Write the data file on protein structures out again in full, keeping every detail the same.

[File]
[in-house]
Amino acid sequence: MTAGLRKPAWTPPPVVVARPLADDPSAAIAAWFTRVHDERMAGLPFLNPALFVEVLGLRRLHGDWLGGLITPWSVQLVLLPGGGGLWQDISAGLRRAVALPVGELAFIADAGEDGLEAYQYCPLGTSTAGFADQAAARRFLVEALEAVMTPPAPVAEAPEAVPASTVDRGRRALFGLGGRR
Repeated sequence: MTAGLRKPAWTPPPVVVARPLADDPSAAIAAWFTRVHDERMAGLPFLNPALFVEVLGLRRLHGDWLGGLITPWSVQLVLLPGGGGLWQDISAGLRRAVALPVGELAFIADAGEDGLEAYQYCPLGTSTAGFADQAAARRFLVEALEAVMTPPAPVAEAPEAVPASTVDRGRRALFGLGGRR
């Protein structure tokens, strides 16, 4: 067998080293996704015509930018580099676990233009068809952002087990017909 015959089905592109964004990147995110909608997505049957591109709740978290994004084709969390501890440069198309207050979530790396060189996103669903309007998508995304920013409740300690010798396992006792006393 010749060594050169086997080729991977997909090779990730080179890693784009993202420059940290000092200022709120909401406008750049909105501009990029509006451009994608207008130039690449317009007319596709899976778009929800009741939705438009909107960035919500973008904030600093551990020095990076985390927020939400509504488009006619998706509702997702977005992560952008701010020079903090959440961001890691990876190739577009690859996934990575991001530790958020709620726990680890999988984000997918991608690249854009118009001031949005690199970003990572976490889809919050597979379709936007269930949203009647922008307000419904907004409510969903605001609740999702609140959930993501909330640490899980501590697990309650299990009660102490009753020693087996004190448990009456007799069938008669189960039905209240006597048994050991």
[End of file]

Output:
[in-house]
Amino acid sequence: MTAGLRKPAWTPPPVVVARPLADDPSAAIAAWFTRVHDERMAGLPFLNPALFVEVLGLRRLHGDWLGGLITPWSVQLVLLPGGGGLWQDISAGLRRAVALPVGELAFIADAGEDGLEAYQYCPLGTSTAGFADQAAARRFLVEALEAVMTPPAPVAEAPEAVPASTVDRGRRALFGLGGRR
Repeated sequence: MTAGLRKPAWTPPPVVVARPLADDPSAAIAAWFTRVHDERMAGLPFLNPALFVEVLGLRRLHGDWLGGLITPWSVQLVLLPGGGGLWQDISAGLRRAVALPVGELAFIADAGEDGLEAYQYCPLGTSTAGFADQAAARRFLVEALEAVMTPPAPVAEAPEAVPASTVDRGRRALFGLGGRR
């Protein structure tokens, strides 16, 4: 067998080293996704015509930018580099676990233009068809952002087990017909 015959089905592109964004990147995110909608997505049957591109709740978290994004084709969390501890440069198309207050979530790396060189996103669903309007998508995304920013409740300690010798396992006792006393 010749060594050169086997080729991977997909090779990730080179890693784009993202420059940290000092200022709120909401406008750049909105501009990029509006451009994608207008130039690449317009007319596709899976778009929800009741939705438009909107960035919500973008904030600093551990020095990076985390927020939400509504488009006619998706509702997702977005992560952008701010020079903090959440961001890691990876190739577009690859996934990575991001530790958020709620726990680890999988984000997918991608690249854009118009001031949005690199970003990572976490889809919050597979379709936007269930949203009647922008307000419904907004409510969903605001609740999702609140959930993501909330640490899980501590697990309650299990009660102490009753020693087996004190448990009456007799069938008669189960039905209240006597048994050991």